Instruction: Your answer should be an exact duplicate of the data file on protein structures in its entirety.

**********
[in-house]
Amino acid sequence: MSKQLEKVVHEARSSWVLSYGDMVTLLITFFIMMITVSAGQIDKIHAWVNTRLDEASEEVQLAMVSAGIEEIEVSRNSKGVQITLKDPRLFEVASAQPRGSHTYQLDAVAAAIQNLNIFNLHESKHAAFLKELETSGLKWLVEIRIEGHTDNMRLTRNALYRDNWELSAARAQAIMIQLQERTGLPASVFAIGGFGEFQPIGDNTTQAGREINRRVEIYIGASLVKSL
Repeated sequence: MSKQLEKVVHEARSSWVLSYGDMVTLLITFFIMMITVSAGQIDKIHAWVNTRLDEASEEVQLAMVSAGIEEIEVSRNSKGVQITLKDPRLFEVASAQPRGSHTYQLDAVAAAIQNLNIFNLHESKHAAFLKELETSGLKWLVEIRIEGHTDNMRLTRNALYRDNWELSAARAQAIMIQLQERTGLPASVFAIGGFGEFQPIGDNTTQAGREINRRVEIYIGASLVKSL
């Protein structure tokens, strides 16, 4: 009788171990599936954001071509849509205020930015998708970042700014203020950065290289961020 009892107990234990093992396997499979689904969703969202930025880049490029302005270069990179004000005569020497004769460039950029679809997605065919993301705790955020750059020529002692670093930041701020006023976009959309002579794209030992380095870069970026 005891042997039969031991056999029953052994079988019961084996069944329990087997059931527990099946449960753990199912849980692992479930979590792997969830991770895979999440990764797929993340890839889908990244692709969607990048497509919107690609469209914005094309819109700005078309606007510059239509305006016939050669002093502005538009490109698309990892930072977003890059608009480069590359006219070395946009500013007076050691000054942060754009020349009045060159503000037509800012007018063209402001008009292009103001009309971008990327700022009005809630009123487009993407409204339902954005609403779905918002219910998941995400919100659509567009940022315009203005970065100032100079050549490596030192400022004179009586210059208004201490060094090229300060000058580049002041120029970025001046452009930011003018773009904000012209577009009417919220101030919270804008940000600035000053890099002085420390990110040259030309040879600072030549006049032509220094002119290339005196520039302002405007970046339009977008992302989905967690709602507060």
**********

[in-house]
Amino acid sequence: MSKQLEKVVHEARSSWVLSYGDMVTLLITFFIMMITVSAGQIDKIHAWVNTRLDEASEEVQLAMVSAGIEEIEVSRNSKGVQITLKDPRLFEVASAQPRGSHTYQLDAVAAAIQNLNIFNLHESKHAAFLKELETSGLKWLVEIRIEGHTDNMRLTRNALYRDNWELSAARAQAIMIQLQERTGLPASVFAIGGFGEFQPIGDNTTQAGREINRRVEIYIGASLVKSL
Repeated sequence: MSKQLEKVVHEARSSWVLSYGDMVTLLITFFIMMITVSAGQIDKIHAWVNTRLDEASEEVQLAMVSAGIEEIEVSRNSKGVQITLKDPRLFEVASAQPRGSHTYQLDAVAAAIQNLNIFNLHESKHAAFLKELETSGLKWLVEIRIEGHTDNMRLTRNALYRDNWELSAARAQAIMIQLQERTGLPASVFAIGGFGEFQPIGDNTTQAGREINRRVEIYIGASLVKSL
């Protein structure tokens, strides 16, 4: 009788171990599936954001071509849509205020930015998708970042700014203020950065290289961020 009892107990234990093992396997499979689904969703969202930025880049490029302005270069990179004000005569020497004769460039950029679809997605065919993301705790955020750059020529002692670093930041701020006023976009959309002579794209030992380095870069970026 005891042997039969031991056999029953052994079988019961084996069944329990087997059931527990099946449960753990199912849980692992479930979590792997969830991770895979999440990764797929993340890839889908990244692709969607990048497509919107690609469209914005094309819109700005078309606007510059239509305006016939050669002093502005538009490109698309990892930072977003890059608009480069590359006219070395946009500013007076050691000054942060754009020349009045060159503000037509800012007018063209402001008009292009103001009309971008990327700022009005809630009123487009993407409204339902954005609403779905918002219910998941995400919100659509567009940022315009203005970065100032100079050549490596030192400022004179009586210059208004201490060094090229300060000058580049002041120029970025001046452009930011003018773009904000012209577009009417919220101030919270804008940000600035000053890099002085420390990110040259030309040879600072030549006049032509220094002119290339005196520039302002405007970046339009977008992302989905967690709602507060």